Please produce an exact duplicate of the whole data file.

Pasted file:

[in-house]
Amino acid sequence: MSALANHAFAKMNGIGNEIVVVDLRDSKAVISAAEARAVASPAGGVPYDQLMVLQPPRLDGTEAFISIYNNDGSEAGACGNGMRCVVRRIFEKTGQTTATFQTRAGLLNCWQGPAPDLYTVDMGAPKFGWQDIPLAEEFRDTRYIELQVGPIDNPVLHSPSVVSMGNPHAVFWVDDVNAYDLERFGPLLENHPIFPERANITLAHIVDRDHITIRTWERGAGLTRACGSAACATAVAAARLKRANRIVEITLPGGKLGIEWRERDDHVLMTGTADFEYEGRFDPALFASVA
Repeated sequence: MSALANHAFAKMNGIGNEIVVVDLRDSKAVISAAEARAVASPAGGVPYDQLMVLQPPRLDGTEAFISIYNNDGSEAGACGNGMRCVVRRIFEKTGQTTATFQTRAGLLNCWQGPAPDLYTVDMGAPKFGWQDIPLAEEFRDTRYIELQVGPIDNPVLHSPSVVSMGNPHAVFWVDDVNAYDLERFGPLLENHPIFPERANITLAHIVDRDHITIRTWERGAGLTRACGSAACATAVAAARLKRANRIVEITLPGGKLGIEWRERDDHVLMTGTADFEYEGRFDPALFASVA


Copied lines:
[in-house]
Amino acid sequence: MSALANHAFAKMNGIGNEIVVVDLRDSKAVISAAEARAVASPAGGVPYDQLMVLQPPRLDGTEAFISIYNNDGSEAGACGNGMRCVVRRIFEKTGQTTATFQTRAGLLNCWQGPAPDLYTVDMGAPKFGWQDIPLAEEFRDTRYIELQVGPIDNPVLHSPSVVSMGNPHAVFWVDDVNAYDLERFGPLLENHPIFPERANITLAHIVDRDHITIRTWERGAGLTRACGSAACATAVAAARLKRANRIVEITLPGGKLGIEWRERDDHVLMTGTADFEYEGRFDPALFASVA
Repeated sequence: MSALANHAFAKMNGIGNEIVVVDLRDSKAVISAAEARAVASPAGGVPYDQLMVLQPPRLDGTEAFISIYNNDGSEAGACGNGMRCVVRRIFEKTGQTTATFQTRAGLLNCWQGPAPDLYTVDMGAPKFGWQDIPLAEEFRDTRYIELQVGPIDNPVLHSPSVVSMGNPHAVFWVDDVNAYDLERFGPLLENHPIFPERANITLAHIVDRDHITIRTWERGAGLTRACGSAACATAVAAARLKRANRIVEITLPGGKLGIEWRERDDHVLMTGTADFEYEGRFDPALFASVA